- Protect the taxpayer's dollars at risk.
You may contact the SBA at the following address to find out more about the various programs offered by the SBA or to obtain a list of agents that participate in the SBA guarantee bond program.
Small Business Administration - SBA
Georgia District Office
233 Peachtree St. NE, Ste. 1900
Atlanta, GA 30303
For specific information regarding the SBA guarantee bond program, please visit the website at
State of Texas
Texas Department of Transportation
125 East 11th St.
Austin, TX 78701-2483
The Texas Department of Transportation has a number of programs, meetings and forums that may interest the small contractors. Refer to the information under "Supportive Services"
TxDOT - Contractors Information - www.txdot.gov/business.html
Also see the Texas Unified Certification Program (TUCP).
Texas Facilities Commission
Historically Underutilized Business - (HUB)
1711 San Jacinto
Austin, TX 78701
P.O. Box 13047
Austin, TX 78711-3047
Pursuant to Texas Government Code, §2161.062(e), state agencies with biennial budgets that exceed $10 million shall designate a staff member to serve as the Historically Underutilized Business (HUB) Coordinator for the agency. The HUB Coordinator will advise and assist agency executive directors and staff in complying with HUB requirements, facilitating the agency's good faith effort to increase HUB participation, preparing and submitting HUB reports, monitoring contracts for HUB compliance, and coordinating marketing and outreach HUB efforts. Visit the link below for a HUB Program, www.comptroller.texas.gov/purchasing/vendor/hub/.
Various Local Programs
Some municipalities, such as the City of Austin, also have educational programs available to assist small business owners with the bonding process. Check with your city office to see if a program may be available in your area.
The City of Austin - MBE/WBE Program - www.austintexas.gov/business/mbewbe-program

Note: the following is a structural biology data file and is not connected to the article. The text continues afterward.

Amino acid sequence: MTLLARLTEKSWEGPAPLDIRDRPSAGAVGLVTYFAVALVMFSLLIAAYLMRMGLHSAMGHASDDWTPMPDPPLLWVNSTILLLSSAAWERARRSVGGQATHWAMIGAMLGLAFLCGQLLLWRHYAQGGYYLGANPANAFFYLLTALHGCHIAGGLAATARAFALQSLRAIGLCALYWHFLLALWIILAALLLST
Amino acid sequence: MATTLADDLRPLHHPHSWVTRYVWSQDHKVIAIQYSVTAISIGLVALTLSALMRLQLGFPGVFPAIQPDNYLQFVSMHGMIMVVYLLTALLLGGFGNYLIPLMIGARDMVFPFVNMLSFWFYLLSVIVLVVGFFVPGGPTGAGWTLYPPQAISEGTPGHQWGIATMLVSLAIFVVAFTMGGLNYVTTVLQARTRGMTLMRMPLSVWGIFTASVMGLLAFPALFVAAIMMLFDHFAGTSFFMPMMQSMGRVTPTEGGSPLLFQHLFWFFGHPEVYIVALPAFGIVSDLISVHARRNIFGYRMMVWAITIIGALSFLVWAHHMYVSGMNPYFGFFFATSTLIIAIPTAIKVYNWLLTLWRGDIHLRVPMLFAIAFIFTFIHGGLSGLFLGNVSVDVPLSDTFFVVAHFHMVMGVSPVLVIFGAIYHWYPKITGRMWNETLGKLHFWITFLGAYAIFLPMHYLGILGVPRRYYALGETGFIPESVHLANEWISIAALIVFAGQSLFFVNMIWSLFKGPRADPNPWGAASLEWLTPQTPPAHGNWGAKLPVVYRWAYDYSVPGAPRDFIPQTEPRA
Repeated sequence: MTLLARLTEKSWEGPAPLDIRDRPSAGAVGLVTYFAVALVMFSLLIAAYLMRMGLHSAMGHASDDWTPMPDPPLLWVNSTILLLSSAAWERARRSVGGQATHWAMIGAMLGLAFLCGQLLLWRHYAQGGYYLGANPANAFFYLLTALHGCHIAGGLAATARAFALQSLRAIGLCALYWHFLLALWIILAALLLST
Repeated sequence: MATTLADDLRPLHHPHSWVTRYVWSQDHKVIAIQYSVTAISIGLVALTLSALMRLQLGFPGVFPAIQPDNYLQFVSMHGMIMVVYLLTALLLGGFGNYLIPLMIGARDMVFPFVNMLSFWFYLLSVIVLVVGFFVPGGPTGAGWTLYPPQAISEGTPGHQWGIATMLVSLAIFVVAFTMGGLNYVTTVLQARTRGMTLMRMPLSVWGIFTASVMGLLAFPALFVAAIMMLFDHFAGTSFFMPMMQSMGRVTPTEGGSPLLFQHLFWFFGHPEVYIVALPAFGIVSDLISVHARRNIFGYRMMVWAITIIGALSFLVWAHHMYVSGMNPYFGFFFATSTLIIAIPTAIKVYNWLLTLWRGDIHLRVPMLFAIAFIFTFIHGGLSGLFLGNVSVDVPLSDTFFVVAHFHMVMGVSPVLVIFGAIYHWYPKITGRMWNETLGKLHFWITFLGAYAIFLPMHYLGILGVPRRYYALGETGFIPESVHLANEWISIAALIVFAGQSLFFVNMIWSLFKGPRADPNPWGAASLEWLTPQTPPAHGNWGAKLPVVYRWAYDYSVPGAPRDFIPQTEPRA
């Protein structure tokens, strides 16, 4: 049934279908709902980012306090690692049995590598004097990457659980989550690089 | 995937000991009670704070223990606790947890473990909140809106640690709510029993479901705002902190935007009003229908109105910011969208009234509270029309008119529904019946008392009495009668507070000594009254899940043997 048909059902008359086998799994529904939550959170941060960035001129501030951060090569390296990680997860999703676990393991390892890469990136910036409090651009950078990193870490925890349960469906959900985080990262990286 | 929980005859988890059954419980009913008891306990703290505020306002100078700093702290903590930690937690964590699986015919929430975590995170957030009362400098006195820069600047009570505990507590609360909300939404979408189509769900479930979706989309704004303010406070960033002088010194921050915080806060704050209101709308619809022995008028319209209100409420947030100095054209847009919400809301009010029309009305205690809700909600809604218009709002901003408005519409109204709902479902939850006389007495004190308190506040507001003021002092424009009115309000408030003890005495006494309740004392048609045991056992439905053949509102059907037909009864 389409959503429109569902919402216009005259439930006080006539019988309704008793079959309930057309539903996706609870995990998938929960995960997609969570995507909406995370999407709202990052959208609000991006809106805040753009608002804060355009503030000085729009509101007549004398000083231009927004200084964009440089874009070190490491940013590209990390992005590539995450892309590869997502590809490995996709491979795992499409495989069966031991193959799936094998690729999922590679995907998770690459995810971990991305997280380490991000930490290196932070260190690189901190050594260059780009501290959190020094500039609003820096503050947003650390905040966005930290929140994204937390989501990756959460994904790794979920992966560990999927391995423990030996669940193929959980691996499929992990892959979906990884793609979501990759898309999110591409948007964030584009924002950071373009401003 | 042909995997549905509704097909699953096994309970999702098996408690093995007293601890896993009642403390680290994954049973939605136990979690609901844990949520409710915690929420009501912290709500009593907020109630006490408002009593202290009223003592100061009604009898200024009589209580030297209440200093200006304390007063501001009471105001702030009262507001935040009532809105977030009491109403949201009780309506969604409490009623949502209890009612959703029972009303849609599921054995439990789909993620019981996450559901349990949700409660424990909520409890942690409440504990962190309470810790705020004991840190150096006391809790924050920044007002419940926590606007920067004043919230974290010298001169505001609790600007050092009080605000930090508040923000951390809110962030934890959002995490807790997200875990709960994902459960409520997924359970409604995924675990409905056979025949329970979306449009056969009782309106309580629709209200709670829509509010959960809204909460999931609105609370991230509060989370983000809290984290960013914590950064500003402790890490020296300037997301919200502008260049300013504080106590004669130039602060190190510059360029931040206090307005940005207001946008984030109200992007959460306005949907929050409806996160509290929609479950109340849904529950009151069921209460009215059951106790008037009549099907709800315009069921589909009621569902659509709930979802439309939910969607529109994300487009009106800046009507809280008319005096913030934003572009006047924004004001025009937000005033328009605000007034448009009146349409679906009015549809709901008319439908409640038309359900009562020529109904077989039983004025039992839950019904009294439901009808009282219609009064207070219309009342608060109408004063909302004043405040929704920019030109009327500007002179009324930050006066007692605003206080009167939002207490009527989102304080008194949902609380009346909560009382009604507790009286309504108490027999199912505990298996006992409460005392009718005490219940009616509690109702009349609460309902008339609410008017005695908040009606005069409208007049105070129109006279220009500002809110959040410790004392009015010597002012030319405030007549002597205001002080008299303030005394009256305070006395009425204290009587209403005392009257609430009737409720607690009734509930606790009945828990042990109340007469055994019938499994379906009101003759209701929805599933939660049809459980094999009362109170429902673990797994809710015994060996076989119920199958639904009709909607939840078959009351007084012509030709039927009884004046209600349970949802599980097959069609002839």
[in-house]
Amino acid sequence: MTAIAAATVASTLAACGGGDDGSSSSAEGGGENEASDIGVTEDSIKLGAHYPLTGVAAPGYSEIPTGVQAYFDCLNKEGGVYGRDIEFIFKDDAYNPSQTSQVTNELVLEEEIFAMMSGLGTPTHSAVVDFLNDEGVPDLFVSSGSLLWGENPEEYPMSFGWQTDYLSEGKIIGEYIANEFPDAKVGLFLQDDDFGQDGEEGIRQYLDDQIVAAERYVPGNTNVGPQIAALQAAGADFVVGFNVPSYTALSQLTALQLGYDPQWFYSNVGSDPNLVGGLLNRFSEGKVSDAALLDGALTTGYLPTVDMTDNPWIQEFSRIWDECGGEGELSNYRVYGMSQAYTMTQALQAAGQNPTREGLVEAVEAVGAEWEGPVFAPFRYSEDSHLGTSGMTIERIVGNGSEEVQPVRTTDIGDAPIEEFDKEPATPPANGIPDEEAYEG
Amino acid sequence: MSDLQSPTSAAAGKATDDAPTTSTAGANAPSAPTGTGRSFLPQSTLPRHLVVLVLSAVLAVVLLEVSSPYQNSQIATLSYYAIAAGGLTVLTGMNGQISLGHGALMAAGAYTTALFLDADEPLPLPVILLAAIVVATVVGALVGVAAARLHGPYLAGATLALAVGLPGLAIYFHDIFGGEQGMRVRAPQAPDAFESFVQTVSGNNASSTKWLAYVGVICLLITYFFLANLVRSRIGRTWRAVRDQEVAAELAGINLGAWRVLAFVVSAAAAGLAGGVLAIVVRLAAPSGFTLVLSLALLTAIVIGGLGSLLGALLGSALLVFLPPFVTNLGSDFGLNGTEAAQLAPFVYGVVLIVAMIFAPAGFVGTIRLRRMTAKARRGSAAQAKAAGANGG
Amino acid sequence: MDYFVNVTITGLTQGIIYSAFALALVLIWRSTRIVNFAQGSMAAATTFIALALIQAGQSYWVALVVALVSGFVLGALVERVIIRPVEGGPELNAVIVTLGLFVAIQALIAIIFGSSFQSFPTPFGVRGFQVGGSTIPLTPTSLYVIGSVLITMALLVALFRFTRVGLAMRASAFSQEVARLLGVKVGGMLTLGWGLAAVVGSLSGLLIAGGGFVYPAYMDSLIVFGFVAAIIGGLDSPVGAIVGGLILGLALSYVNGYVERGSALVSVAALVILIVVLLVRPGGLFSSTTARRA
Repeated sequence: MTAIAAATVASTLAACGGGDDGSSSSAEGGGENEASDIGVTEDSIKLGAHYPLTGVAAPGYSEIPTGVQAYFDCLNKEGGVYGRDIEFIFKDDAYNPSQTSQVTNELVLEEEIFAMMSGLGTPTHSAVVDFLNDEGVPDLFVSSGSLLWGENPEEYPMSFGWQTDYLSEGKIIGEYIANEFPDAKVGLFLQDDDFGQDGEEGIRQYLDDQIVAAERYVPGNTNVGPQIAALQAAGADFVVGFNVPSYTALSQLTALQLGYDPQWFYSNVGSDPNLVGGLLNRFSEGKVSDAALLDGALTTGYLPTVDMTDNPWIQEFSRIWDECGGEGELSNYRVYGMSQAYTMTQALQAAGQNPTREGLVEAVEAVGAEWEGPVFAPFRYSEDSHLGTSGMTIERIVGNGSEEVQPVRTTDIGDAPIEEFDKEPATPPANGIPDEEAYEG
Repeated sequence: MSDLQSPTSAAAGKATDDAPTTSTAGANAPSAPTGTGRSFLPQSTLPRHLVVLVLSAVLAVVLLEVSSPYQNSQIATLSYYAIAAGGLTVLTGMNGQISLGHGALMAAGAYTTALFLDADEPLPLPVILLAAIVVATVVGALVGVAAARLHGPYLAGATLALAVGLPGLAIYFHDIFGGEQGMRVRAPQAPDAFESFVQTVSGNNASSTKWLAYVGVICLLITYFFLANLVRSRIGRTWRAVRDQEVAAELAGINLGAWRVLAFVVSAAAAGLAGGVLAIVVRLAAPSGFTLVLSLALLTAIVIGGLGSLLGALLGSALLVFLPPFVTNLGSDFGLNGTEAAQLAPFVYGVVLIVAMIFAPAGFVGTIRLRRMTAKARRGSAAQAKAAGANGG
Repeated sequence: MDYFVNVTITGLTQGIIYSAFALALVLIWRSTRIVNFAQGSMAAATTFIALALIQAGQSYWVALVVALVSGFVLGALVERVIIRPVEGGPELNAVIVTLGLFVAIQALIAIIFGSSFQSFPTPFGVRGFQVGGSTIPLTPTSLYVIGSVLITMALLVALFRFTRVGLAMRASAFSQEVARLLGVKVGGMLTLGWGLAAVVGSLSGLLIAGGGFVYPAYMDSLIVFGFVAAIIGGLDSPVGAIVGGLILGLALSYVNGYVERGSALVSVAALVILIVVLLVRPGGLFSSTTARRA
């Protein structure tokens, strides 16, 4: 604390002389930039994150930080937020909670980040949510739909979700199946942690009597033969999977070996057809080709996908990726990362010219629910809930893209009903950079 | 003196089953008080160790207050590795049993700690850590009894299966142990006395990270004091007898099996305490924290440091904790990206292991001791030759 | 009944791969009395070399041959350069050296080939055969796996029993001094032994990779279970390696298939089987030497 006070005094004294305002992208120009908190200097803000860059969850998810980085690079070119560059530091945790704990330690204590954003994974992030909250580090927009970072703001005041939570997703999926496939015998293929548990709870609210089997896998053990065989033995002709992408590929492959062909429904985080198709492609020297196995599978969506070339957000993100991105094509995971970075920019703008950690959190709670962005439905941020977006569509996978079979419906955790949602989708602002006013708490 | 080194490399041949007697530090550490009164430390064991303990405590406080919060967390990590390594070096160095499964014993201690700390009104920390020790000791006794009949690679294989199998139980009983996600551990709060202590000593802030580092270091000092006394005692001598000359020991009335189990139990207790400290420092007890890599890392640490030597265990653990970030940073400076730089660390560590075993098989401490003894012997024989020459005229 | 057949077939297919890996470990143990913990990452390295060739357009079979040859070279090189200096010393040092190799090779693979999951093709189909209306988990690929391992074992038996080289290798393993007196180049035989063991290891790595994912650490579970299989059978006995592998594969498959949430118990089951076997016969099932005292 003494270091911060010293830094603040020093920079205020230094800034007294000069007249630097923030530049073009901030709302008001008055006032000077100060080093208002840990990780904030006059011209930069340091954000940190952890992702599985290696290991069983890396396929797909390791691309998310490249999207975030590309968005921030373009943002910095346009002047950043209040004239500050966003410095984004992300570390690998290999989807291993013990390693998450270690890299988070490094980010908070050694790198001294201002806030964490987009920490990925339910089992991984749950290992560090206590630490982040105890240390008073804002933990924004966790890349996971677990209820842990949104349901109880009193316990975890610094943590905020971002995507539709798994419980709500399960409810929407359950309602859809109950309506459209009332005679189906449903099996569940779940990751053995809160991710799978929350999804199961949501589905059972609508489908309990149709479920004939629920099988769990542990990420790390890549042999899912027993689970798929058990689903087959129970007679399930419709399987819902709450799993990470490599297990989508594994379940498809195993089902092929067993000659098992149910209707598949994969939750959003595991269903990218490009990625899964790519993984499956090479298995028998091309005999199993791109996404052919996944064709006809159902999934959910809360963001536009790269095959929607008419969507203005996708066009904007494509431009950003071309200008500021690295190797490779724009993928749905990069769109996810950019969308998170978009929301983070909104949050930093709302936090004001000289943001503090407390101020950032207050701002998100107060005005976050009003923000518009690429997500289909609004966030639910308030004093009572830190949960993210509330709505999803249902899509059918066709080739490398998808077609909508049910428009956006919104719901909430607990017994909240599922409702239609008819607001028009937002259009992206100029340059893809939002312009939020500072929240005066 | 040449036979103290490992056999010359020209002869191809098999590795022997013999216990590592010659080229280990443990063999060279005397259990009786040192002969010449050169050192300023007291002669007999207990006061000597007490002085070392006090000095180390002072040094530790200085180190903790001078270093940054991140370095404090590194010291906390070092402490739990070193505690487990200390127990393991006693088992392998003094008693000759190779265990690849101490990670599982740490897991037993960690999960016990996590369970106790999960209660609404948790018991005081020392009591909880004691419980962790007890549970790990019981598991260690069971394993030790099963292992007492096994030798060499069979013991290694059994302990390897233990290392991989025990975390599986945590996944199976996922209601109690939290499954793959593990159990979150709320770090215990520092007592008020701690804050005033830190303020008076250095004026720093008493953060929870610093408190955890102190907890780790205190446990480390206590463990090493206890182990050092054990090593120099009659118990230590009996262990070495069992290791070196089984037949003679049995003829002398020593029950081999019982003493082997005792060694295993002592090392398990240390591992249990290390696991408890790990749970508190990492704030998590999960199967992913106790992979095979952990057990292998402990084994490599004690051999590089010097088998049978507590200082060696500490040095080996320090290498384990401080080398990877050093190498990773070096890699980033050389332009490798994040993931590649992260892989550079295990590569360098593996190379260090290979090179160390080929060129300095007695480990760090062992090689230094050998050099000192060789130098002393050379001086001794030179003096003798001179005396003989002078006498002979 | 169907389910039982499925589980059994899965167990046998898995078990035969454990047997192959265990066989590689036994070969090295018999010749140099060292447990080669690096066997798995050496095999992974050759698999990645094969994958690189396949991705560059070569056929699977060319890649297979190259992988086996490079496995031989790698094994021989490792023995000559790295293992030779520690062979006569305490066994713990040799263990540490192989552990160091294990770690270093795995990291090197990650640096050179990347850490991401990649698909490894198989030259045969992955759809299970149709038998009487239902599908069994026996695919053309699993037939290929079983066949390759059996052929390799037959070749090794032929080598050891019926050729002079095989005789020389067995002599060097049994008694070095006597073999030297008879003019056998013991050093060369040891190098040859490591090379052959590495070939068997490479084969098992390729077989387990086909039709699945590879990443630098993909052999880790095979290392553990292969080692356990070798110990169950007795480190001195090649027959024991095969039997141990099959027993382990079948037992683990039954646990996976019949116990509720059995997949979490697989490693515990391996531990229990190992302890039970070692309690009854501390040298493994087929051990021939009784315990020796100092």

Surety Companies and Agents
Insurance Companies That May Offer Contract Surety Bonds
Following is a list of companies known to offer contract surety bonds. Each company has its own program that consists of specific guidelines and criteria for underwriting individual risks and may not be accessible to all consumers. All of the companies listed market their products through licensed Texas insurance agents and do not sell directly to consumers.
View the list of Insurance Companies That May Offer Contract Surety Bonds
Agents Specializing in Surety Bonds
The National Association of Surety Bond Producers (NASBP) is the international organization of professional surety bond producers and brokers. NASBP represents over 5,000 personnel who specialize in surety bonding, provide performance and payment bonds for the construction industry, and issue other types of surety bonds for guaranteeing performance, such as license and permit bonds (Source: NASBP website). The association maintains a list of its members as well as additional information for consumers on its website. To obtain a list of surety bond producers near you, please visit the NASBP website at the link below.
View the list of Agents Specializing in Surety Bonds (NASBP Member Firms in Texas) - select Texas from the Location list.
View the list of Contract Surety Bonds - Other Interested Parties
National Association of Surety Bond Producers
7735 Old Georgetown Road, Ste. 900
Bethesda, MD 20814-6242
Surety Information Office
To obtain information about a surety company or licensed Texas agent, you may contact the Texas Department of Insurance at:
Texas Department of Insurance
P. O. Box 149104
Austin, TX 78714-9104
Consumer Helpline 800-252-3439
To search for information on a surety or an insurance company: "Insurer Search"
To search for information on a licensed Texas agent: "Agent Search"
Statutes Regulating Certain Bond Requirements for